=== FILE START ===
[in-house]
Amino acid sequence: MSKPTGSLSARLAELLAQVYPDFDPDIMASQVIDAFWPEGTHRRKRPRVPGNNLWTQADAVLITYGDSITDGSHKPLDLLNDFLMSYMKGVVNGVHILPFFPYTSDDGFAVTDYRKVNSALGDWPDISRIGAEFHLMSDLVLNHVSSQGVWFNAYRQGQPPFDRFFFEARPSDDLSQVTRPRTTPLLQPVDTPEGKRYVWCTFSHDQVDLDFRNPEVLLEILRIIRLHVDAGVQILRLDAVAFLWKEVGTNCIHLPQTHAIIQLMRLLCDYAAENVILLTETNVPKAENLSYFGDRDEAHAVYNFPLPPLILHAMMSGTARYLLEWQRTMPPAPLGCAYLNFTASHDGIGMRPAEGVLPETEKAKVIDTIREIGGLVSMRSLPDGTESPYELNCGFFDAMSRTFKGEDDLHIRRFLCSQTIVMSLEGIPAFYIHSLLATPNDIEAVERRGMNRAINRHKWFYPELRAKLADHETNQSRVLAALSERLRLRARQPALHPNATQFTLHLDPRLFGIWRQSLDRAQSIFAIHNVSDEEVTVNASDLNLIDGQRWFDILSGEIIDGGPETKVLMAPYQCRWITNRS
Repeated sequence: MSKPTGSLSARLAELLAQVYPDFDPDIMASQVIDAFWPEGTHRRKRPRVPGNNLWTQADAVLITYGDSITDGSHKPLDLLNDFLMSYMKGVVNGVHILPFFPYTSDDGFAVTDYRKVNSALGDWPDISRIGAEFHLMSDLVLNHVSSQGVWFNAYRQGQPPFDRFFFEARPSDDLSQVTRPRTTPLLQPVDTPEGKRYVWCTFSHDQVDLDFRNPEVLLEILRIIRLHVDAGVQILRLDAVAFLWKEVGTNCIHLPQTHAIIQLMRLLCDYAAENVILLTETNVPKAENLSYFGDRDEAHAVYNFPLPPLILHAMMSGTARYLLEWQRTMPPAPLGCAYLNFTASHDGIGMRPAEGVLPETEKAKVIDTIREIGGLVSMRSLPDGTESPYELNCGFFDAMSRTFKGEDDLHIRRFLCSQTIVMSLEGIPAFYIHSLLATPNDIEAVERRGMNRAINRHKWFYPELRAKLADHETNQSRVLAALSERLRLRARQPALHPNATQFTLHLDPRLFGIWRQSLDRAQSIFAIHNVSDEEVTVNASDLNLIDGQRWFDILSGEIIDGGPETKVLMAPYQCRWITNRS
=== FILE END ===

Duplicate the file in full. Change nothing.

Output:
[in-house]
Amino acid sequence: MSKPTGSLSARLAELLAQVYPDFDPDIMASQVIDAFWPEGTHRRKRPRVPGNNLWTQADAVLITYGDSITDGSHKPLDLLNDFLMSYMKGVVNGVHILPFFPYTSDDGFAVTDYRKVNSALGDWPDISRIGAEFHLMSDLVLNHVSSQGVWFNAYRQGQPPFDRFFFEARPSDDLSQVTRPRTTPLLQPVDTPEGKRYVWCTFSHDQVDLDFRNPEVLLEILRIIRLHVDAGVQILRLDAVAFLWKEVGTNCIHLPQTHAIIQLMRLLCDYAAENVILLTETNVPKAENLSYFGDRDEAHAVYNFPLPPLILHAMMSGTARYLLEWQRTMPPAPLGCAYLNFTASHDGIGMRPAEGVLPETEKAKVIDTIREIGGLVSMRSLPDGTESPYELNCGFFDAMSRTFKGEDDLHIRRFLCSQTIVMSLEGIPAFYIHSLLATPNDIEAVERRGMNRAINRHKWFYPELRAKLADHETNQSRVLAALSERLRLRARQPALHPNATQFTLHLDPRLFGIWRQSLDRAQSIFAIHNVSDEEVTVNASDLNLIDGQRWFDILSGEIIDGGPETKVLMAPYQCRWITNRS
Repeated sequence: MSKPTGSLSARLAELLAQVYPDFDPDIMASQVIDAFWPEGTHRRKRPRVPGNNLWTQADAVLITYGDSITDGSHKPLDLLNDFLMSYMKGVVNGVHILPFFPYTSDDGFAVTDYRKVNSALGDWPDISRIGAEFHLMSDLVLNHVSSQGVWFNAYRQGQPPFDRFFFEARPSDDLSQVTRPRTTPLLQPVDTPEGKRYVWCTFSHDQVDLDFRNPEVLLEILRIIRLHVDAGVQILRLDAVAFLWKEVGTNCIHLPQTHAIIQLMRLLCDYAAENVILLTETNVPKAENLSYFGDRDEAHAVYNFPLPPLILHAMMSGTARYLLEWQRTMPPAPLGCAYLNFTASHDGIGMRPAEGVLPETEKAKVIDTIREIGGLVSMRSLPDGTESPYELNCGFFDAMSRTFKGEDDLHIRRFLCSQTIVMSLEGIPAFYIHSLLATPNDIEAVERRGMNRAINRHKWFYPELRAKLADHETNQSRVLAALSERLRLRARQPALHPNATQFTLHLDPRLFGIWRQSLDRAQSIFAIHNVSDEEVTVNASDLNLIDGQRWFDILSGEIIDGGPETKVLMAPYQCRWITNRS